Rafute: Melts in your mouth, not on your hashi

There are few things that bring home Okinawan cooking to me more thanRafute, a meltingly tender and succulent braised pork belly that my dad calls “Okinawan bacon” (he’s Filipino, mom’s from Okinawa). He calls it that because 40-odd years ago his mother-in-law — unsure what to feed the new “foreign” son-in-law living in her tiny house in Shuri — used to make it for him for breakfast. With eggs and rice, of course.Now, the uninitiated may look at pork belly and think, “I can’t eat that, it’s nothing but fat!” Aahh, but looks can be deceiving. In the case of rafute, the pork belly is first simmered for a long while in a seasoned bath of ginger, awamori or other alcohol, and water. The bath serves a dual purpose. First, to par-cook and remove the strong flavors of raw pork, thanks to the ginger and alcohol. Second, to remove a lot of the fat, which melts into the liquid and out of the pork. The pork can then be sliced and simmered again in a savory braising liquid that infuses flavor into the meat, and in the end glazes it and brings it to quivering tenderness. You think I exaggerate, but that’s only because you haven’t tried this yet.

Once fullly cooked and seasoned, rafute is a handy thing to have in the fridge to top those wonderful Okinawan soba noodles (photo bottom) you can find in Hawaii (or Okinawa, lucky you!), for yakisoba, as a side dish with tofu champuru — or yes, you can eat them for breakfast! (Uwajimaya in WA/OR carries Hawaii-made Okinawan style soba the last time we were in that area.) I also use rafute when making Abura Miso, but that’s a story for another day…

Rafute freezes well, too, if you can vacuum seal it somehow. Then you can whip up an Okinawan-style soba/ramen any time! After the pork belly is removed from the first simmering broth, chilling the broth will make it easier to discard the layer of lard that forms on the surface. (If you are more enterprising than I, you can put this pure pork lard aside for other cooking purposes, too.)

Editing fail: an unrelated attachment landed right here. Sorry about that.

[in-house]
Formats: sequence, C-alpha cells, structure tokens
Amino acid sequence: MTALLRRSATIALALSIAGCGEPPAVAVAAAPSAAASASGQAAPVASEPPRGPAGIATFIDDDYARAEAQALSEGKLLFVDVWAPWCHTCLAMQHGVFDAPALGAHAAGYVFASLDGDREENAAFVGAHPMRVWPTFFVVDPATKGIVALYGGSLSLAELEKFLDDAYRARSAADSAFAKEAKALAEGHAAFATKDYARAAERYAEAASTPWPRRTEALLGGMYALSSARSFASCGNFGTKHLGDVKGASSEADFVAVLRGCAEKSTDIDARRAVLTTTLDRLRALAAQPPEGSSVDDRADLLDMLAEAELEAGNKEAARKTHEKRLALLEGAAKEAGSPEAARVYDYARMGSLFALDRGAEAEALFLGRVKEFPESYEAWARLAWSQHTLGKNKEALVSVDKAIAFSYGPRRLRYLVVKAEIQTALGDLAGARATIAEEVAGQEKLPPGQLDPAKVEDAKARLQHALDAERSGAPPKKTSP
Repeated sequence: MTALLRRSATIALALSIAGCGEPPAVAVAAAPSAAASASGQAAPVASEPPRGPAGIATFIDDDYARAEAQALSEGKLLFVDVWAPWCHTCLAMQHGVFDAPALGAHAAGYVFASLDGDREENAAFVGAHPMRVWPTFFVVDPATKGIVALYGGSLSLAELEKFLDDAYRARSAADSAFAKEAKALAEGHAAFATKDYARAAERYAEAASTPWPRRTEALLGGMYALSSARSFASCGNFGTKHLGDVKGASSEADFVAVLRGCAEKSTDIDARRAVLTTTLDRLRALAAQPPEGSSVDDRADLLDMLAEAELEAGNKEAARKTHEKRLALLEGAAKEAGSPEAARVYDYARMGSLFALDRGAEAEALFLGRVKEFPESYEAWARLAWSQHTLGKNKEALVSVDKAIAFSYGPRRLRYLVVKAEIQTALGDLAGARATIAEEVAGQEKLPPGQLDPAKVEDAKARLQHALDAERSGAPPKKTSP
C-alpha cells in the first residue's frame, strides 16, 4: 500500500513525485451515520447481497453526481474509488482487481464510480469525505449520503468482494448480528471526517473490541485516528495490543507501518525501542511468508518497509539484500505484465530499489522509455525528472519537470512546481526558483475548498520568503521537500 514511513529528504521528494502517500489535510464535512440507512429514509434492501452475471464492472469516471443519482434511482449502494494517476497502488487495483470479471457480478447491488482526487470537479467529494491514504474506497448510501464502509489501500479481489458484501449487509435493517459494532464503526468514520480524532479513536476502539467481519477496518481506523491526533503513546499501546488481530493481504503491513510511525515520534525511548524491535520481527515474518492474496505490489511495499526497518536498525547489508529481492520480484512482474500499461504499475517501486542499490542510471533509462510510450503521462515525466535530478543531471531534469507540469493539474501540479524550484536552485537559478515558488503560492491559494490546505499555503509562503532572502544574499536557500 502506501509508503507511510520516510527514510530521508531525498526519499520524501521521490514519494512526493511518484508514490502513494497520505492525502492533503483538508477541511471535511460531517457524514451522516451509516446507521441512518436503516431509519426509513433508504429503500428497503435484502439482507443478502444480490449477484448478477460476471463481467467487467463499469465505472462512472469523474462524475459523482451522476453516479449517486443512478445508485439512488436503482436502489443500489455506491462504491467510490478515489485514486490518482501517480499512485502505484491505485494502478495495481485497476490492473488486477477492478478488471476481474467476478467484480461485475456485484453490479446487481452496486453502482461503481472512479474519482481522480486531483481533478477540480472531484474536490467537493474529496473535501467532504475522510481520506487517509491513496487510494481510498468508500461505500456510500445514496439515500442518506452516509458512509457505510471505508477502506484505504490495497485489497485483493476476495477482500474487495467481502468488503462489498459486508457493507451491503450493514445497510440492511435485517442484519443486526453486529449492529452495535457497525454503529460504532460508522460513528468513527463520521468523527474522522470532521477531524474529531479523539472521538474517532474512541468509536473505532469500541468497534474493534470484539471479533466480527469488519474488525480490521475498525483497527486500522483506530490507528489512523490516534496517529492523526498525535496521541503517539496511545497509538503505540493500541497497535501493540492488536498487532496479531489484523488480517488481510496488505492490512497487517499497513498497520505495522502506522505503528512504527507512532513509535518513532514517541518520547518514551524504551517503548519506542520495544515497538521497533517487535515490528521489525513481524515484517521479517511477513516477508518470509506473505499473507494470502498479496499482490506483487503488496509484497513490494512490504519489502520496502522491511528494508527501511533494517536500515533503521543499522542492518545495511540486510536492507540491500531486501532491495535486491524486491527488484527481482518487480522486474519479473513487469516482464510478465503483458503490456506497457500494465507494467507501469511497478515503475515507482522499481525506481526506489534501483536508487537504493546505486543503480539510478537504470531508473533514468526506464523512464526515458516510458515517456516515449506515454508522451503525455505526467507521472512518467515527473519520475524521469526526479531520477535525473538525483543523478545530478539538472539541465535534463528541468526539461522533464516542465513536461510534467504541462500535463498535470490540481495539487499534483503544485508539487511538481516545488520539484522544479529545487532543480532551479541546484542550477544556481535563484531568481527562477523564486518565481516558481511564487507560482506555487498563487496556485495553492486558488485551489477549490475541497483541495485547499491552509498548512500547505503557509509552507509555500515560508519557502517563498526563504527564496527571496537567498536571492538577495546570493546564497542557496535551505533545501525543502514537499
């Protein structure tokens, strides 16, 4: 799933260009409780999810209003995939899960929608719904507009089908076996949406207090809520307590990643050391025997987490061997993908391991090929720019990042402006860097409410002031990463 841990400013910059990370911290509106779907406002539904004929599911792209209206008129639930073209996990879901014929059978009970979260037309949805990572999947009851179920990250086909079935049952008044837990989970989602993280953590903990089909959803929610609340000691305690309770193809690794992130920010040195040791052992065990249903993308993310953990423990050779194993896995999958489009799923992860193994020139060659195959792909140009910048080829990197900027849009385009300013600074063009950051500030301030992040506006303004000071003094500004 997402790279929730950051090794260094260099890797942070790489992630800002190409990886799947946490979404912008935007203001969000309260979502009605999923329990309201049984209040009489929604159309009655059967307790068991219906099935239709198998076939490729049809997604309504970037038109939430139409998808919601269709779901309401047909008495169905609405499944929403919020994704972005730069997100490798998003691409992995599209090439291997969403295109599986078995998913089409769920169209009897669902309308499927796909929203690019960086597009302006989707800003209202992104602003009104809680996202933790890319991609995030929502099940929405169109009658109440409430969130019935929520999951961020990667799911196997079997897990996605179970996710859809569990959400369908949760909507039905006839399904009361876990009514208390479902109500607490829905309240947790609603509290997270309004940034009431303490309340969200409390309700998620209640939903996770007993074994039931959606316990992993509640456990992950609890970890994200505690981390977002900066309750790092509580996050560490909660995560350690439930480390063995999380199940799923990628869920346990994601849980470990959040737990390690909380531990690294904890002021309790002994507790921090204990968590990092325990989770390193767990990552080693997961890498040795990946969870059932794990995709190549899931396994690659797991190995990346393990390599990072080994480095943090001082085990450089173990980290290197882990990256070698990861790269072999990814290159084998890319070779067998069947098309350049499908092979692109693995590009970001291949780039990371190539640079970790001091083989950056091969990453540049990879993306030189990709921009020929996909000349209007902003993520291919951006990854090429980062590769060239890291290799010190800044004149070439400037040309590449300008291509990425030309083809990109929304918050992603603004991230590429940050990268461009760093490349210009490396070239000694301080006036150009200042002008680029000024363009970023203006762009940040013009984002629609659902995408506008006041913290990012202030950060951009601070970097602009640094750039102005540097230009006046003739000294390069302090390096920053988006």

From “Okinawan Cookery and Culture” (1984), a wondertful spiral-bound collection of recipes and cultural anecdotes from members of Hawaii’s large Okinawan community, there are notes to several recipes that it’s the large proportion of alcohol that gives rafute its distinctive melting quality. I never had awamori, an Okinawan distilled spirit made from Thai-style long grain rice, to play with until we came to Oahu. Growing up, my mother used sake. Until now, I used whiskey or bourbon. But Don Quijote on Oahu carries small bottles of awamori that are cheap enough ($5 for 375ml) that we can cook with it quite liberally for now.

BTW, hashi are chopsticks.

To Par-boil:
3 lb. not too lean pork belly
2-inch length of ginger, peeled and sliced
1/2 cup (120ml) awamori or whiskey or sake

Gently bruise sliced ginger with the heel of your knife. Place pork belly and ginger in a heavy-bottomed pan. Add awamori or other alcohol, then cover meat with water by at least 1 inch. Over medium heat, bring just to a boil, then cover and immediately reduce heat to a simmer. (Don’t let the pot stay at a hard boil or the pork will “seize” and toughen the lean parts of the meat.) Simmer for 1 hour, checking occasionally to make sure water hasn’t boiled and left meat dry, and topping off with hot water to keep meat covered.

Remove pork from liquid. Chill broth and remove layer of lard on surface. When just cool enough to handle, slice pork 2-1/2 inches across and about 1/2 inch thick.

Initial Braising Liquid:
1 cup (240ml) broth from Par-cooking stage, or plain water
1 cup (240ml) awamori or sake
3/4 cup (160g) raw sugar
1 slice of ginger (optional)

Combine all ingredients in a heavy-bottomed pan and bring to a boil over high heat. Reduce heat to medium, and add sliced pork. When heat returns to bubbling, reduce to barely a simmer, cover and cook for about 25 minutes.

Turn slices over, cover again and simmer another 20 minutes.

Add 1/4 cup shoyu and stir through to combine evenly with rest of braising liquid. Cook 15 minutes at the lowest simmer with no cover to allow the liquid to start evaporating. Turn slices over and continue cooking without a cover for another 15 minutes or so. Check texture, you should be able to cut through the meat, “fat,” and skin with a spoon. It should be akin to room temperature butter. If everything except the meat part is soft, it probably means the meat remained at a boil too long in the par-cooking stage and toughened — just continue on to the next step. If even the “fat” and skin give resistance, add 1/4 cup mirin-water mix, cover again and let simmer for 15-20 minutes, then check again.

Now the braising liquid is turning into a sticky glaze. Continue cooking without a cover for another 20-30 minutes, turning meat over every 5-7 minutes, depending on how quickly the glaze is forming. Before the glaze dries off completely, turn heat off, cover pan and let meat cool in glaze. Will keep in fridge for at least a week, months in the freezer if you can protect it from freezer burn.

To re-heat rafute, heat in an oiled skillet over medium heat until hot. Microwave re-heating can be tricky, and cause “burned” spots where the skin or areas near the skin turn into chicharrone (aka crackling) — a lesson learned the hard way. After spending such a long time to make these beauties, I prefer the pan for re-heating.

Our favorite way to use rafute — with Okinawan soba noodles and broth, and garnished with ginger, pre-cooked watercress, gai choy or choi sum, and way too many braised shiitake.

Ways to use Rafute: Abura Miso (Seasoned Miso Paste)